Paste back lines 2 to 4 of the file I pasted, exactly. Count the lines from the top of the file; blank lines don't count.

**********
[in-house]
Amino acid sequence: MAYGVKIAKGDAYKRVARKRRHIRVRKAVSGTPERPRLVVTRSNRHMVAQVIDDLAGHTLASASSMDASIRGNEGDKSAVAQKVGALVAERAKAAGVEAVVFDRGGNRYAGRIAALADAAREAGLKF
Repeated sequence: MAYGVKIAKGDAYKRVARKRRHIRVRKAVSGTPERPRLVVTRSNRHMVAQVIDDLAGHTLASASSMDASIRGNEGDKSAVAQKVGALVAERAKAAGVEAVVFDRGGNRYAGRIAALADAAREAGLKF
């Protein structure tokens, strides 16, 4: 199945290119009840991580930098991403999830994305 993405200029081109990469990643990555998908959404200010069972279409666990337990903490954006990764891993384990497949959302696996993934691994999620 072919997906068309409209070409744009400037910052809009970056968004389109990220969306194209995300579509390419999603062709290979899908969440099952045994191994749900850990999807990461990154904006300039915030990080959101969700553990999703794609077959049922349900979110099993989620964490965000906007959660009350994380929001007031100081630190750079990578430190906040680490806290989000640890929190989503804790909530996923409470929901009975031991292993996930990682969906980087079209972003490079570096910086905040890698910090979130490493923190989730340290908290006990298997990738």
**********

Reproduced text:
Amino acid sequence: MAYGVKIAKGDAYKRVARKRRHIRVRKAVSGTPERPRLVVTRSNRHMVAQVIDDLAGHTLASASSMDASIRGNEGDKSAVAQKVGALVAERAKAAGVEAVVFDRGGNRYAGRIAALADAAREAGLKF
Repeated sequence: MAYGVKIAKGDAYKRVARKRRHIRVRKAVSGTPERPRLVVTRSNRHMVAQVIDDLAGHTLASASSMDASIRGNEGDKSAVAQKVGALVAERAKAAGVEAVVFDRGGNRYAGRIAALADAAREAGLKF
């Protein structure tokens, strides 16, 4: 199945290119009840991580930098991403999830994305 993405200029081109990469990643990555998908959404200010069972279409666990337990903490954006990764891993384990497949959302696996993934691994999620 072919997906068309409209070409744009400037910052809009970056968004389109990220969306194209995300579509390419999603062709290979899908969440099952045994191994749900850990999807990461990154904006300039915030990080959101969700553990999703794609077959049922349900979110099993989620964490965000906007959660009350994380929001007031100081630190750079990578430190906040680490806290989000640890929190989503804790909530996923409470929901009975031991292993996930990682969906980087079209972003490079570096910086905040890698910090979130490493923190989730340290908290006990298997990738």